Tuesday, August 3

Jovenel Moïse: Stabilize Haiti | Opinion

Jovenel Moïse, during the conversation with EL PAÍS in February.
Jovenel Moïse, during the conversation with EL PAÍS in February.

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The assassination of President Jovenel Moïse has pushed Haiti to the brink. Added to the power vacuum and a horizon full of unknowns is a very long history of instability and political upheaval. The prime minister declared a state of siege and expanded the powers of the Army in the face of the assassination, which occurred less than three months before the presidential and legislative elections called for the end of September. The misery, the onslaught of the Covid-19 health emergency and the risk that the already dramatic spiral of violence will intensify are an explosive cocktail that threatens to plunge the Caribbean country into a bottomless pit. The international community must do everything possible to prevent this.

Haiti is the epitome of the misfortunes that a country with fragile institutions can suffer. The death of Moïse, who had been denouncing an attempted murder for months, is the latest shock that contributes to cloud the panorama. The uncertainty is enormous, no one is in a position to predict the outcome of this crisis, which goes from an unlikely coalition government to an electoral advance. The president had a long list of enemies: political rivals, a group of families seeking to gain control of the electricity sector, and increasingly powerful organized crime. Furthermore, the fact that, according to the US ambassador, the mercenaries who shot him dead early Wednesday morning posed as agents of the Washington anti-drug agency and spoke Spanish with each other during the attack contributed to speculation. Haitian authorities killed four of those allegedly responsible and detained two others, but there is still no clarity on the lines of investigation.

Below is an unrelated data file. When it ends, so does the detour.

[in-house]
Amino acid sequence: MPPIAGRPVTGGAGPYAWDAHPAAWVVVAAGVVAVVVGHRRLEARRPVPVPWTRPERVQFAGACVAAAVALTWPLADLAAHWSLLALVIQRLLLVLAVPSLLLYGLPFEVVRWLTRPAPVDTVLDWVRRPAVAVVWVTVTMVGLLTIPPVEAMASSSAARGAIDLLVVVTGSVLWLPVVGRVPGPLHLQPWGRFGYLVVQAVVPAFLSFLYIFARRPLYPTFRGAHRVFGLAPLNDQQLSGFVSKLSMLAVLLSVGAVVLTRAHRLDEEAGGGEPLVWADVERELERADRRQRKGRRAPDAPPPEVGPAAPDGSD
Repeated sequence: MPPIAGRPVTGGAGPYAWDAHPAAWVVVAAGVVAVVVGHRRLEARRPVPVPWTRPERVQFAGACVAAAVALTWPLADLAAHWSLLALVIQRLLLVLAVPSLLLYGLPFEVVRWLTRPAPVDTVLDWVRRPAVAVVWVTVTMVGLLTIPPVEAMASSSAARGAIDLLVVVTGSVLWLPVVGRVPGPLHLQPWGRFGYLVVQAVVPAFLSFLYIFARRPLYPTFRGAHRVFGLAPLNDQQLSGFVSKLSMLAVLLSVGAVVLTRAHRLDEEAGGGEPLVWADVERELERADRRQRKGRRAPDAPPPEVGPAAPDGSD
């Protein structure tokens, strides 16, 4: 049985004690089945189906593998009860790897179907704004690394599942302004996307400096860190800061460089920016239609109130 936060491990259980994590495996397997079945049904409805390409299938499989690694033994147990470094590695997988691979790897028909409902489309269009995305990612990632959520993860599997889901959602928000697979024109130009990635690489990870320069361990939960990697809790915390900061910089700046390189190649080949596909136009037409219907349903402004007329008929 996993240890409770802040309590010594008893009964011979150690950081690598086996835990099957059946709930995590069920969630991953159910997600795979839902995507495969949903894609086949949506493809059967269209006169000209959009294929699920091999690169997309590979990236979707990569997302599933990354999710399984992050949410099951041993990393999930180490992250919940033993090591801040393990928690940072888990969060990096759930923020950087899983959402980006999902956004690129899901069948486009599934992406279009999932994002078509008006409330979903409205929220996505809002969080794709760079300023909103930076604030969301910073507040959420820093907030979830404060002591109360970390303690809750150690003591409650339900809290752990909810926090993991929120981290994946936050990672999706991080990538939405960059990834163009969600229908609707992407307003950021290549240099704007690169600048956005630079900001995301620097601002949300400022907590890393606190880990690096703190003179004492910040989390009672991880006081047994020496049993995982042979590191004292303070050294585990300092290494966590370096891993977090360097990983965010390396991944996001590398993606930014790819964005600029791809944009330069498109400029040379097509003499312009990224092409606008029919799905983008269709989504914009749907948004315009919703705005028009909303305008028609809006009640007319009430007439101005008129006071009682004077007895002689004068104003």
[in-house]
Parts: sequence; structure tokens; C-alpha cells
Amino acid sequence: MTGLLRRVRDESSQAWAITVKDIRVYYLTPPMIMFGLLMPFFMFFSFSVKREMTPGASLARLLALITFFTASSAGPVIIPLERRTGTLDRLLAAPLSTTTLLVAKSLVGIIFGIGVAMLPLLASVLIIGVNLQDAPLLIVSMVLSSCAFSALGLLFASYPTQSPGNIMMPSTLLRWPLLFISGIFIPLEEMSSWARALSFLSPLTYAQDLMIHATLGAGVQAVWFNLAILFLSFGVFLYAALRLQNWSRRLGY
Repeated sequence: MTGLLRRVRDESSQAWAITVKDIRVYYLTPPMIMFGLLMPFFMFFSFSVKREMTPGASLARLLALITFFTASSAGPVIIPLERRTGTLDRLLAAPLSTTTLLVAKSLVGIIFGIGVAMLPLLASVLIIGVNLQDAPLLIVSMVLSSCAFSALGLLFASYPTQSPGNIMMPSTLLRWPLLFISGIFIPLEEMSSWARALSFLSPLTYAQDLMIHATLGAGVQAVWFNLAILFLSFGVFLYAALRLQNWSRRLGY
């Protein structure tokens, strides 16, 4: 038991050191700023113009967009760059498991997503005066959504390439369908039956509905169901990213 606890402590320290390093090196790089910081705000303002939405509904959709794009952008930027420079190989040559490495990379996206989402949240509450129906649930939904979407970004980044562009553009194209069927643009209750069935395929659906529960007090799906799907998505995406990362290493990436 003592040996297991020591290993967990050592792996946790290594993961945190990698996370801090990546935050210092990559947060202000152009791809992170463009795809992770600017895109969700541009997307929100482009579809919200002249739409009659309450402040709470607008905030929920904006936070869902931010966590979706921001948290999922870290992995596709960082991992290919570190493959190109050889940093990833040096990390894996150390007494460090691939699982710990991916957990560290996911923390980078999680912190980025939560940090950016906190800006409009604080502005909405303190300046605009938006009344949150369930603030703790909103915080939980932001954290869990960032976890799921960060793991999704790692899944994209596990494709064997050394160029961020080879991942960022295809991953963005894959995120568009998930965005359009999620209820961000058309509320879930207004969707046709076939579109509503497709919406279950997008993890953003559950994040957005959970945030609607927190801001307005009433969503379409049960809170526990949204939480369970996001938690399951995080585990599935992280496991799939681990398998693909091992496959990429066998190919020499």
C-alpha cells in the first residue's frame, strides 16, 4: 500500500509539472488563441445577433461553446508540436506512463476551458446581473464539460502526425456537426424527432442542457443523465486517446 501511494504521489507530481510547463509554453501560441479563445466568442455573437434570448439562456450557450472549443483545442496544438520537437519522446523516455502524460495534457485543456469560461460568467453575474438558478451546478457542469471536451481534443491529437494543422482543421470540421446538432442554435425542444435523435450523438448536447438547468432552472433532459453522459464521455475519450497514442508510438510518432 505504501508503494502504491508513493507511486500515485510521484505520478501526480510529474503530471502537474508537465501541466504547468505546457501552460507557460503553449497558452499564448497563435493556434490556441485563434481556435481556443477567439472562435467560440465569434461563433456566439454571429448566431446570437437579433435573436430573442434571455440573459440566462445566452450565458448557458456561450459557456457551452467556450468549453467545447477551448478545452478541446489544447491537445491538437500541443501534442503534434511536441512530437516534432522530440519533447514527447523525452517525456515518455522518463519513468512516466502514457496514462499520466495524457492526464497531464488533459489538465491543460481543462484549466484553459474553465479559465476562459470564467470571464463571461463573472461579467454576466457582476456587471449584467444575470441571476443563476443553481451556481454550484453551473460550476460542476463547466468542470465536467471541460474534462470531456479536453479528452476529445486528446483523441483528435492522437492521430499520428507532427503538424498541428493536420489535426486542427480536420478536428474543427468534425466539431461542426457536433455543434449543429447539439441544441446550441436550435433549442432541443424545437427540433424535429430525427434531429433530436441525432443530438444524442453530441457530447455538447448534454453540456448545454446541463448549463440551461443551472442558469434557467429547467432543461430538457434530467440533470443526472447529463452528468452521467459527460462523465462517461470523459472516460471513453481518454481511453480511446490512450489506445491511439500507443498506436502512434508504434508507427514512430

In any case, the urgent thing is to mark the roadmap so that a glimmer of stability is regained. If it is true that the increase in organized crime coincides with the end of the United Nations mission in the country, in 2017, we must also take into account the unpopularity of the blue helmets, accused of having imported a cholera epidemic after the devastating earthquake 2010 and other scandals. Other multilateral organizations that could play a role in the next stage are the Organization of American States (OAS) and, above all, the so-called Core Group, an alliance of countries that are friendly to Haiti, including the United States, Canada, Spain, France and Brazil. These countries advocated that Moïse end his term in 2022 and demanded the reestablishment of the different powers of the state. Accompanying the elections and defining a calendar can be a first step. The important thing is to conjure up a scenario of anarchy and chaos, and for this there is no time to lose.


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